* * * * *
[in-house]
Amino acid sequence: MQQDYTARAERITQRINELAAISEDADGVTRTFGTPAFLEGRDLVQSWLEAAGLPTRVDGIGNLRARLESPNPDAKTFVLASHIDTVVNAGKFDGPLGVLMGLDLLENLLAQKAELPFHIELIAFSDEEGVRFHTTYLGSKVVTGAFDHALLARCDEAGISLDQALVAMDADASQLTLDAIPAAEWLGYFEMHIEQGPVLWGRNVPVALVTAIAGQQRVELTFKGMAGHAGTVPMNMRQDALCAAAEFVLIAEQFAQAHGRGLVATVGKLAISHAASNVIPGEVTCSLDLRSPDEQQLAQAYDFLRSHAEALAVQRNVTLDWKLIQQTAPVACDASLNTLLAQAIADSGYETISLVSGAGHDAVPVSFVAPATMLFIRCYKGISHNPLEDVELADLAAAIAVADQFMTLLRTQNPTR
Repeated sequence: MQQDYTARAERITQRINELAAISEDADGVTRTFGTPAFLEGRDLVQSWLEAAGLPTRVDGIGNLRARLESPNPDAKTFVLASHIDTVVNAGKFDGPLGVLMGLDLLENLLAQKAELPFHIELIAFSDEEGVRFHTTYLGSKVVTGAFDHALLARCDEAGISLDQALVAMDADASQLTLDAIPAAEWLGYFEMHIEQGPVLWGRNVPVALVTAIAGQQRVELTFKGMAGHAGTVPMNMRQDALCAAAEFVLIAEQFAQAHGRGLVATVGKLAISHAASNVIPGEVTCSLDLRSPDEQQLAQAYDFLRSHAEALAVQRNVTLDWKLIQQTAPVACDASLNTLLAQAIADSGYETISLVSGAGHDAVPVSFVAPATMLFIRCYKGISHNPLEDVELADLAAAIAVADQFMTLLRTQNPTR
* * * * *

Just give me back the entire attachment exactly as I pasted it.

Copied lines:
[in-house]
Amino acid sequence: MQQDYTARAERITQRINELAAISEDADGVTRTFGTPAFLEGRDLVQSWLEAAGLPTRVDGIGNLRARLESPNPDAKTFVLASHIDTVVNAGKFDGPLGVLMGLDLLENLLAQKAELPFHIELIAFSDEEGVRFHTTYLGSKVVTGAFDHALLARCDEAGISLDQALVAMDADASQLTLDAIPAAEWLGYFEMHIEQGPVLWGRNVPVALVTAIAGQQRVELTFKGMAGHAGTVPMNMRQDALCAAAEFVLIAEQFAQAHGRGLVATVGKLAISHAASNVIPGEVTCSLDLRSPDEQQLAQAYDFLRSHAEALAVQRNVTLDWKLIQQTAPVACDASLNTLLAQAIADSGYETISLVSGAGHDAVPVSFVAPATMLFIRCYKGISHNPLEDVELADLAAAIAVADQFMTLLRTQNPTR
Repeated sequence: MQQDYTARAERITQRINELAAISEDADGVTRTFGTPAFLEGRDLVQSWLEAAGLPTRVDGIGNLRARLESPNPDAKTFVLASHIDTVVNAGKFDGPLGVLMGLDLLENLLAQKAELPFHIELIAFSDEEGVRFHTTYLGSKVVTGAFDHALLARCDEAGISLDQALVAMDADASQLTLDAIPAAEWLGYFEMHIEQGPVLWGRNVPVALVTAIAGQQRVELTFKGMAGHAGTVPMNMRQDALCAAAEFVLIAEQFAQAHGRGLVATVGKLAISHAASNVIPGEVTCSLDLRSPDEQQLAQAYDFLRSHAEALAVQRNVTLDWKLIQQTAPVACDASLNTLLAQAIADSGYETISLVSGAGHDAVPVSFVAPATMLFIRCYKGISHNPLEDVELADLAAAIAVADQFMTLLRTQNPTR